As forecast maps have turned intensely blue for the two-week outlook period, the timing of the upcoming below-normal temperatures is particularly bullish for natural gas demand given that norms are already cold for this stretch of the heating season, Powerhouse’s Levin said.
Looking at the charts, despite selling off, the market as of Wednesday continued to hold firmly above the support level established at $3.281 when the front month gapped up over the weekend, she noted.
Storm Forecast for Midwest, Northeast
In the spot market, prices continued to strengthen across most regions Wednesday ahead of a shift to frigid temperatures expected over the weekend. Major markets in the Midwest and East also lay in the path of a storm system likely to bring significant wintry precipitation Friday to Sunday, roughly one week after an earlier winter storm dropped snow from the Rockies to the Mid-Atlantic, according to forecasters.
“Unsettled weather may bring a possible winter storm tracking from the Midwest to the Northeast Friday through Sunday,” the National Weather Service (NWS) said Wednesday. “In the storm’s wake, bitter cold temperatures will overtake a large part of the central and eastern U.S. In fact, the northern Plains will have high temperatures staying below zero on Friday — which is nearly 25 degrees below normal.
“Freezing rain, heavy snow, along with heavy rain, is expected along its path through the central and eastern U.S. over the weekend,” the NWS said. “Heavy snow will begin by Friday evening in the central Plains and progress eastward by the weekend.”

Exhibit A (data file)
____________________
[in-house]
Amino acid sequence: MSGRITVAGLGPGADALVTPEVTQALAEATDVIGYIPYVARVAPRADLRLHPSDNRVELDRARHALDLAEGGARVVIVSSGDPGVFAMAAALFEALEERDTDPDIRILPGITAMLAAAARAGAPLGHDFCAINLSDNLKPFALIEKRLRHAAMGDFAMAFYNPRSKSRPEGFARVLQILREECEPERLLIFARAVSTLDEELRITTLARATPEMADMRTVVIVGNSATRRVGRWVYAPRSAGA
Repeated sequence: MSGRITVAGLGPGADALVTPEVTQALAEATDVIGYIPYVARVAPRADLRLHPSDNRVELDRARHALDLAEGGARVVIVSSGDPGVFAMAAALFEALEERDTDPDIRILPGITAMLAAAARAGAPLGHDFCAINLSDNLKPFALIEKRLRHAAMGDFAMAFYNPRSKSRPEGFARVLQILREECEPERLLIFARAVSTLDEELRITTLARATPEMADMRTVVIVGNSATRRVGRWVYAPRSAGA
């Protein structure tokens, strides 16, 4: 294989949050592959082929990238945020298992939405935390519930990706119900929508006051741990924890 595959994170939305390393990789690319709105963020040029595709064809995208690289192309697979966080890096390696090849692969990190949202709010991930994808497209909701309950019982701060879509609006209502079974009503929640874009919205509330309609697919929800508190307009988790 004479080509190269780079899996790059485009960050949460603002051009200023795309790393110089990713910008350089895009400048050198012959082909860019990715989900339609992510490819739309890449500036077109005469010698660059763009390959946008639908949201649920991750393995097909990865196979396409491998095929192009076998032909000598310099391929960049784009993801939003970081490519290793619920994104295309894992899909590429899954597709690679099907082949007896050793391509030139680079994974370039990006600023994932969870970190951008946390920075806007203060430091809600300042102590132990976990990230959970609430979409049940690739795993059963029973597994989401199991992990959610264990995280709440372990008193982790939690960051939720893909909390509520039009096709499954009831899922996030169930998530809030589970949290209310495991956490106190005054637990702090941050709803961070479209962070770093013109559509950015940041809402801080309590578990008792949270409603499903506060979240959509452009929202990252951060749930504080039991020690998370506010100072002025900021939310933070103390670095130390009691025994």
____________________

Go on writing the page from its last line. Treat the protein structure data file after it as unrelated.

The Weather Channel dubbed the latest system Winter Storm Harper and predicted a “widespread swath of significant snow,” though the forecaster cautioned that it was too early Wednesday to predict how much would fall and where due to uncertainties over the storm’s exact track through the central and eastern United States.
In the Northeast, a number of New England points displayed characteristic winter volatility as the region copes with supply bottlenecks. Tenn Zone 6 200L jumped $3.605 to average $10.970 Wednesday, while Iroquois Zone 2 surged $1.715 to $7.040.
Genscape Inc. was calling for demand in New England to reach 4 Bcf Thursday before gradually pulling back to 3.7 Bcf/d over the weekend. That’s compared to an average 3.36 Bcf/d demand for the region over the prior 30 days, according to the analytics firm.
Algonquin Gas Transmission (AGT) notified shippers Wednesday that it had resolved an unplanned outage at its Burrillville compressor in Rhode Island. The outage, which AGT revealed in a notice Tuesday, represented a cut of 171 MMcf/d versus the 30-day average and as much as 428 MMcf/d compared to the 30-day max, according to Genscape.
Meanwhile, Millennium’s Eastern System Upgrade project has entered partial service, adding 197 MMcf/d of capacity from Corning to the Ramapo-AGT interconnect in Rockland County, NY, according to Genscape analysts Josh Garcia, Laura Munder and Julien Vandal.